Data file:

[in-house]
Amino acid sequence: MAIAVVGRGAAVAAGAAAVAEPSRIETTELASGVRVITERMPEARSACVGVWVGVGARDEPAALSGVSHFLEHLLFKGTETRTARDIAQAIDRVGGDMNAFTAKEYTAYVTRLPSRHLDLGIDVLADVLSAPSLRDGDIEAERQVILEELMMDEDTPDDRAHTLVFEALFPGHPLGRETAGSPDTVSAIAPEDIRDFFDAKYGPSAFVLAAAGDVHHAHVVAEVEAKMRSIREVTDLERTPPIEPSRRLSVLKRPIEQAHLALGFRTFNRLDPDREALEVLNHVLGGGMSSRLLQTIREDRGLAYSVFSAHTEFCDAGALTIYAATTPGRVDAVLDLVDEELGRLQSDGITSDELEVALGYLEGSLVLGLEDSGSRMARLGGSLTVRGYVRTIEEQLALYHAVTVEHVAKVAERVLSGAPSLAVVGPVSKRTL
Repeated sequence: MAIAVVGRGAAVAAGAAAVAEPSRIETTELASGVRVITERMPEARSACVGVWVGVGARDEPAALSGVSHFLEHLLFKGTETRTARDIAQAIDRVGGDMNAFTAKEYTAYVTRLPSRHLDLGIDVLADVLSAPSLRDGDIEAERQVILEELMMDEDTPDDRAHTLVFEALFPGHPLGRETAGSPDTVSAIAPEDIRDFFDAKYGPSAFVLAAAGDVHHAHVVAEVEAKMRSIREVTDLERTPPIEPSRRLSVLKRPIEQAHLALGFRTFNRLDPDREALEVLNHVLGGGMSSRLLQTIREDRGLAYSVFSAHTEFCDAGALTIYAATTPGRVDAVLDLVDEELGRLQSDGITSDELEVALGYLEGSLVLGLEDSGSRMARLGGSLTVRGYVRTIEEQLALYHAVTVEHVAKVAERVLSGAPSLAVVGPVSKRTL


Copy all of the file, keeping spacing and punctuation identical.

[in-house]
Amino acid sequence: MAIAVVGRGAAVAAGAAAVAEPSRIETTELASGVRVITERMPEARSACVGVWVGVGARDEPAALSGVSHFLEHLLFKGTETRTARDIAQAIDRVGGDMNAFTAKEYTAYVTRLPSRHLDLGIDVLADVLSAPSLRDGDIEAERQVILEELMMDEDTPDDRAHTLVFEALFPGHPLGRETAGSPDTVSAIAPEDIRDFFDAKYGPSAFVLAAAGDVHHAHVVAEVEAKMRSIREVTDLERTPPIEPSRRLSVLKRPIEQAHLALGFRTFNRLDPDREALEVLNHVLGGGMSSRLLQTIREDRGLAYSVFSAHTEFCDAGALTIYAATTPGRVDAVLDLVDEELGRLQSDGITSDELEVALGYLEGSLVLGLEDSGSRMARLGGSLTVRGYVRTIEEQLALYHAVTVEHVAKVAERVLSGAPSLAVVGPVSKRTL
Repeated sequence: MAIAVVGRGAAVAAGAAAVAEPSRIETTELASGVRVITERMPEARSACVGVWVGVGARDEPAALSGVSHFLEHLLFKGTETRTARDIAQAIDRVGGDMNAFTAKEYTAYVTRLPSRHLDLGIDVLADVLSAPSLRDGDIEAERQVILEELMMDEDTPDDRAHTLVFEALFPGHPLGRETAGSPDTVSAIAPEDIRDFFDAKYGPSAFVLAAAGDVHHAHVVAEVEAKMRSIREVTDLERTPPIEPSRRLSVLKRPIEQAHLALGFRTFNRLDPDREALEVLNHVLGGGMSSRLLQTIREDRGLAYSVFSAHTEFCDAGALTIYAATTPGRVDAVLDLVDEELGRLQSDGITSDELEVALGYLEGSLVLGLEDSGSRMARLGGSLTVRGYVRTIEEQLALYHAVTVEHVAKVAERVLSGAPSLAVVGPVSKRTL